Contents

Scheduled Tasks - PowerShell Scripts with Parameters

Contents

Perhaps a very “simple” issue, but I noticed that when looking for this it took me longer than expected to find the result I had in mind.

The issue at hand

I  have a script which requires various parameters to be provided so that I can run it. When running the command through an active console session it would look like this:

1
.\Get-MailboxAuditLoggingReport.ps1 -Mailbox ProblemMailbox -Hours 24 -SendEmail -MailFrom administrator@contoso.com -MailTo administrator@contoso.com -MailServer mail.contoso.com

As you can see, this can be quite the pain,  but if I get this configured properly can re-use this at various customers.

The solution

Now I won’t bore you with all the Scheduled Tasks Wizard screen, as there is only 1 screen that’s important for all of this: The Start a Program screen

What you need to fill in to make sure you get PowerShell to run the script you require, using the parameters you want it to use.

  • Program/Script Full path to PowerShell executable [while some people have gotten it to work with just PowerShell, this should ALWAYS work]

    ```powershell C:\Windows\System32\WindowsPowerShell\v1.0\powershell.exe
1
2
3
4


  * <span style="text-decoration: underline;"><strong>Add arguments (optional)</strong></span> ```powershell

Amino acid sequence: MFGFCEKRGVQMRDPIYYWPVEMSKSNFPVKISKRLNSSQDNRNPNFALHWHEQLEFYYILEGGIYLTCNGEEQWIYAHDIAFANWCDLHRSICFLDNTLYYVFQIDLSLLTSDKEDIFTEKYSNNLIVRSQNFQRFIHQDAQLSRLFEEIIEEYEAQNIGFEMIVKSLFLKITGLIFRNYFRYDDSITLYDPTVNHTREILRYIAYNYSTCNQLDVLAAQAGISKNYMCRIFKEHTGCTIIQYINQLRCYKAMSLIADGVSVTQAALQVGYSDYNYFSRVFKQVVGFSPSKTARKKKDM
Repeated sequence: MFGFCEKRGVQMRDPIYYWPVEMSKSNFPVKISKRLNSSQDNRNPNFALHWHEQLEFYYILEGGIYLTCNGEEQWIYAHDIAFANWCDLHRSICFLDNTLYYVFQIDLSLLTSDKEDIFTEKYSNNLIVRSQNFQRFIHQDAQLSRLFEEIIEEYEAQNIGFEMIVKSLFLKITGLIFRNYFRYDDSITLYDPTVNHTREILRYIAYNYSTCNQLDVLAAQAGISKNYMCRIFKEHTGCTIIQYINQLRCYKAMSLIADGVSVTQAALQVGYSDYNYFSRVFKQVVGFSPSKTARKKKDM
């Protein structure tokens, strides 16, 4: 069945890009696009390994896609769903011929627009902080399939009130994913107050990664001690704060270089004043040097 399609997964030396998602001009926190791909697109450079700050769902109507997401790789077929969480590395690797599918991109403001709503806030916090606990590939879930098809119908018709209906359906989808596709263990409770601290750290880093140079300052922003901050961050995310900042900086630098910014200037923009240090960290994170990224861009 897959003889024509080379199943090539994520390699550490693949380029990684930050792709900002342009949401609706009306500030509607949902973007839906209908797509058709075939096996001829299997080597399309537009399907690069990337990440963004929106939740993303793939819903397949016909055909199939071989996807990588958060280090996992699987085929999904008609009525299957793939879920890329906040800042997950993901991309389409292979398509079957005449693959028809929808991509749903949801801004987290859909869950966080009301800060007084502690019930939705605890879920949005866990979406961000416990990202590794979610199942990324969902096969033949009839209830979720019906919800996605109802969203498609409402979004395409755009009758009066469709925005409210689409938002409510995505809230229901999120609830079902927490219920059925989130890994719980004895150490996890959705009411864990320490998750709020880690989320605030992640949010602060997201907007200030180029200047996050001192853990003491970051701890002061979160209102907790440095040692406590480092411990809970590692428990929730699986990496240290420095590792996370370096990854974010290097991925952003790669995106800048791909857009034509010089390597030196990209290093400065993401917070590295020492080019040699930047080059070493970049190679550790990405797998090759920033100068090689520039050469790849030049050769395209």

-Command "& &lt;full script path&gt; &lt;parameters + values&gt;"
for example

```powershell

-Command “& C:\Scripts\Get-MailboxAuditLoggingReport.ps1 -Mailbox ProblemMailbox -Hours 24 -SendEmail -MailFrom administrator@contoso.com -MailTo administrator@contoso.com -MailServer mail.contoso.com”

 1
 2
 3
 4
 5
 6
 7
 8
 9
10
11
12
13
14
15


  * **<span style="text-decoration: underline;">Start in (optional)</span>
** Not required

That's it!

# Extra Tip

While this should be all that's required to make sure it runs properly, I found a tip that might prove quite useful when troubleshooting issues with Scheduled Tasks:

In the **Add arguments (optional)** section, if you add

```powershell
; exit $LASTEXITCODE

after your full script path + parameters, it will properly include the last exit code under the Last Run Results column, making troubleshooting that much easier.

Happy scripting 🙂